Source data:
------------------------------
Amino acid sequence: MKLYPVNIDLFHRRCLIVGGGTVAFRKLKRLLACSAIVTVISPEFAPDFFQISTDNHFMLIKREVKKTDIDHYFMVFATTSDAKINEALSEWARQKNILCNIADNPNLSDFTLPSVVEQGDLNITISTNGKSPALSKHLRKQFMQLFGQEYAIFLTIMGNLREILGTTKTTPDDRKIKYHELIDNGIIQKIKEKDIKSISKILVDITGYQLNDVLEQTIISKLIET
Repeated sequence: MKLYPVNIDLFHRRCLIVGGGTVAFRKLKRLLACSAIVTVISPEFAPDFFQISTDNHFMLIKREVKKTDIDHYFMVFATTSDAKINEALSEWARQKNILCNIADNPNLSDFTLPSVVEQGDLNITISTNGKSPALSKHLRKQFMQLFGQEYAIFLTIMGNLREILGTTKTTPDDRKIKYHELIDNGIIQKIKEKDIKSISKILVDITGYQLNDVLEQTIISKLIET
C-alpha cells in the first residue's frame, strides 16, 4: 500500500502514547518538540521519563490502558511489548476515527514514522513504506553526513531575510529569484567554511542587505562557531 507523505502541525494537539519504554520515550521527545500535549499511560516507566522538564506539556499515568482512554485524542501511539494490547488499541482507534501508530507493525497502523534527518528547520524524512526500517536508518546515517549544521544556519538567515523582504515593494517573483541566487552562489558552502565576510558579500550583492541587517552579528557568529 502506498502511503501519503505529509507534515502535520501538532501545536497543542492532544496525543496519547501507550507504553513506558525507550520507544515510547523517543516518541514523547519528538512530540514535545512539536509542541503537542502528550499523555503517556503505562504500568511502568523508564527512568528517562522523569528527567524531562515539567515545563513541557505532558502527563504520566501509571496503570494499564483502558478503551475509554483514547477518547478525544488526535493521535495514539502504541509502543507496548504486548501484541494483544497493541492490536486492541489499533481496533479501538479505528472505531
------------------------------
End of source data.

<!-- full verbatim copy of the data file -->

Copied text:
Amino acid sequence: MKLYPVNIDLFHRRCLIVGGGTVAFRKLKRLLACSAIVTVISPEFAPDFFQISTDNHFMLIKREVKKTDIDHYFMVFATTSDAKINEALSEWARQKNILCNIADNPNLSDFTLPSVVEQGDLNITISTNGKSPALSKHLRKQFMQLFGQEYAIFLTIMGNLREILGTTKTTPDDRKIKYHELIDNGIIQKIKEKDIKSISKILVDITGYQLNDVLEQTIISKLIET
Repeated sequence: MKLYPVNIDLFHRRCLIVGGGTVAFRKLKRLLACSAIVTVISPEFAPDFFQISTDNHFMLIKREVKKTDIDHYFMVFATTSDAKINEALSEWARQKNILCNIADNPNLSDFTLPSVVEQGDLNITISTNGKSPALSKHLRKQFMQLFGQEYAIFLTIMGNLREILGTTKTTPDDRKIKYHELIDNGIIQKIKEKDIKSISKILVDITGYQLNDVLEQTIISKLIET
C-alpha cells in the first residue's frame, strides 16, 4: 500500500502514547518538540521519563490502558511489548476515527514514522513504506553526513531575510529569484567554511542587505562557531 507523505502541525494537539519504554520515550521527545500535549499511560516507566522538564506539556499515568482512554485524542501511539494490547488499541482507534501508530507493525497502523534527518528547520524524512526500517536508518546515517549544521544556519538567515523582504515593494517573483541566487552562489558552502565576510558579500550583492541587517552579528557568529 502506498502511503501519503505529509507534515502535520501538532501545536497543542492532544496525543496519547501507550507504553513506558525507550520507544515510547523517543516518541514523547519528538512530540514535545512539536509542541503537542502528550499523555503517556503505562504500568511502568523508564527512568528517562522523569528527567524531562515539567515545563513541557505532558502527563504520566501509571496503570494499564483502558478503551475509554483514547477518547478525544488526535493521535495514539502504541509502543507496548504486548501484541494483544497493541492490536486492541489499533481496533479501538479505528472505531